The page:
Monday, June 19, 2006

The God of This World

Robert Kagan writes of a panel discussion he participated in, the theme of which was civil unrest and ‘failed states.’ He quickly noticed that the panelists had a one-size-fits-all solution: blame America. Oh, the many bitter springs that feed the roots of this poisonous tree: Gaulic theoreticians nonplused since the 1990s at the idea, the very idea of an American ‘hyperpower’ - the Pakistanis still in a rage over US support in the ’70s and '80s for some dictator general named Mohammed al-Blahblahblah or something - African Marxists still in a lather about our policy in the 1960s and '70s - ex-guerrillistas plotting their revolutions agains a century of el norte americano imperialism - and of course, of course “the Arab activists still angry about 1948. At a conference in the Middle East a few months ago," writes Kagan, "I heard a moderate Arab scholar complaining bitterly about how American policy had alienated the Arab peoples in recent years. A former Clinton official sitting next to him was nodding vigorously but then suddenly stopped when the Arab scholar made clear that by ‘recent years’ he meant ever since 1967.” Zing! Why, you’d almost think we had colonies, or something - like the French.

But of course there is a missing decade from this dishonor role of American perfidy – the current one. And the whole world sings a close-harmony chorus about Iraq. The kleptocracies hate us because they fear they’re on the list. The soft-bellied drool-lickers envy our wide shoulders and steady eye. That’s how I see it. You disagree? I dismiss you as an etioted eloi. Ad hominem, you whine? Your mother wears army boots. Salvation Army boots. Acquired at a flea market from pot smoking hippies – she traded her Birkenstocks – her lesbian Tango partner kept stepping on her toes.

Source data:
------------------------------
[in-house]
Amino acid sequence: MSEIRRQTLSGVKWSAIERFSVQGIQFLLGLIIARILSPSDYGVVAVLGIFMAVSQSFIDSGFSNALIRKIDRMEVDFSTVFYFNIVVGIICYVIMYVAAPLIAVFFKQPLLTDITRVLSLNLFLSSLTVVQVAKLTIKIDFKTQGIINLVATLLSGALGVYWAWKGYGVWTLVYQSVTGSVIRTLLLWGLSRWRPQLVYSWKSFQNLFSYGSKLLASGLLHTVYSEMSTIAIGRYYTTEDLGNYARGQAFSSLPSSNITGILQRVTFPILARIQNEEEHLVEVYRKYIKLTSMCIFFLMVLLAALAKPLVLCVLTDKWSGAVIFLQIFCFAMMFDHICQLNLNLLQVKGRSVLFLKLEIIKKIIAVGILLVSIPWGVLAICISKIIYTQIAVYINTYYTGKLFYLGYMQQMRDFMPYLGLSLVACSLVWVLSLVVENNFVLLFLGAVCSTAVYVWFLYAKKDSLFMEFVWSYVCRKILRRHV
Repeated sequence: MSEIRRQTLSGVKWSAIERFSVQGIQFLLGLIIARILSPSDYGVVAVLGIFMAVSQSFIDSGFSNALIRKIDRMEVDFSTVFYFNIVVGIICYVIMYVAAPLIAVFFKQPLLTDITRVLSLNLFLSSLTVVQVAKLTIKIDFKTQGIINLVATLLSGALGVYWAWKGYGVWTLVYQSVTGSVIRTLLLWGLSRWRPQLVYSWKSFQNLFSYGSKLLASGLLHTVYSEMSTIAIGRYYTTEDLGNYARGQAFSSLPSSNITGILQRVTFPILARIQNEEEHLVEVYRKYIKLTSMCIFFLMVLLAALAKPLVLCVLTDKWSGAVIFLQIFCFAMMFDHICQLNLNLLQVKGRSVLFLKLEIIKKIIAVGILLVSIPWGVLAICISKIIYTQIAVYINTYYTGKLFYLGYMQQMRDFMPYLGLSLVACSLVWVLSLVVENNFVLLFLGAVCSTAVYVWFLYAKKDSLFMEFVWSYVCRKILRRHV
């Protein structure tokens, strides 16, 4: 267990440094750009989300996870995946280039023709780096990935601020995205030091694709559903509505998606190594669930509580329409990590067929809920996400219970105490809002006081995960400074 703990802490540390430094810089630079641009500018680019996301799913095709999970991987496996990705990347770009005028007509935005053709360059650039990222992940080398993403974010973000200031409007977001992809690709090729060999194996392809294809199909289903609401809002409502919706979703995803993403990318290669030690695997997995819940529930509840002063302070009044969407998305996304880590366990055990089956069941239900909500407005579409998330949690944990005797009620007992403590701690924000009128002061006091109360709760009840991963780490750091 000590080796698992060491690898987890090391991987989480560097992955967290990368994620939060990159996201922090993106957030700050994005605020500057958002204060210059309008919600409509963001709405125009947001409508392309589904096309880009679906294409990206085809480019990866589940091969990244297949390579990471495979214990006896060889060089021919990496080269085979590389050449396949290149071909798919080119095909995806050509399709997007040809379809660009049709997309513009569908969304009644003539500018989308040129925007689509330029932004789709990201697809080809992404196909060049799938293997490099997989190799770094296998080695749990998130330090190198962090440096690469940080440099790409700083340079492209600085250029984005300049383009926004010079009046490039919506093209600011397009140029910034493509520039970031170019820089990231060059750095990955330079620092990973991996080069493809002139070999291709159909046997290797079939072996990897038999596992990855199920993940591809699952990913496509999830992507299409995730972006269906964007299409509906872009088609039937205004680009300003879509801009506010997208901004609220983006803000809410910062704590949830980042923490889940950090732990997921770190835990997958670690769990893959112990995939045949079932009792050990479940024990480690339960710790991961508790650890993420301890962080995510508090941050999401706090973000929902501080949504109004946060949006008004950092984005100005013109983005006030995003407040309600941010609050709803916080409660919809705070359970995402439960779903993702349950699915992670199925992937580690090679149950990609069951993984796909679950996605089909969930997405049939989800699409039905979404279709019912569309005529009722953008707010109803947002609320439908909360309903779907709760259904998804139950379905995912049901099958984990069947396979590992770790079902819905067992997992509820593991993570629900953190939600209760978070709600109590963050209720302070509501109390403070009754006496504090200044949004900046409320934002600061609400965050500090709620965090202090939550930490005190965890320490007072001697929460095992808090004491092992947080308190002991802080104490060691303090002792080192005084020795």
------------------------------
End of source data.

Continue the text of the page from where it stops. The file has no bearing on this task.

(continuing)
During the discussion, “When the head of the NGO paused from gnashing his teeth at American policy to suggest that perhaps the United States was not to blame for the genocide in Rwanda, the African dictator's son argued that it was, because it had failed to intervene.” Well, that hardly seems fair. We misuse the power that we have too much of, but we’d better use it or we’re to blame. Sounds like the world is our ex-wife. It boils down to this: “The United States was to blame both for the suffering it caused and the suffering it did not alleviate.” And that is the heart of the matter. To the it-can’t-be-us crowd, America is God.

Well, that’s my problem too. I look at the horror of the world and understand that whatever presiding intelligence there is seems to have fallen asleep on the job. This seems irresponsible to me. Things should be better. The atheist looks at the greatest power on earth and supposes all failings devolve ultimately upon it. The unrestful theist looks to God for solace, and receives the reference librarian’s answer, of verses about promises. What, then? Where is peace to be found, for the world or the man?

The danger of humility is that it can degenerate into indolence. Righteousness requires humility, but it is so close to pride that something about eyes of needles comes to mind. I come back, again, to Job. His virtue was his sin. How can we find peace in such a universe? The answer is too Zen to be true, but it is. Give up. Everything we hope for is not coming, or if it is, it comes on a schedule not of our making. We desire justice. While we’re waiting, we just have to remember to keep breathing. When our allotted number of heartbeats is ticked off, we pass on and no longer desire justice.

How can we win, in such a universe? Well, life is a team sport. And the team has a star, upon whom everything depends. And that star isn’t me.

I suppose the answer is that it is all just a game. Humility, then.


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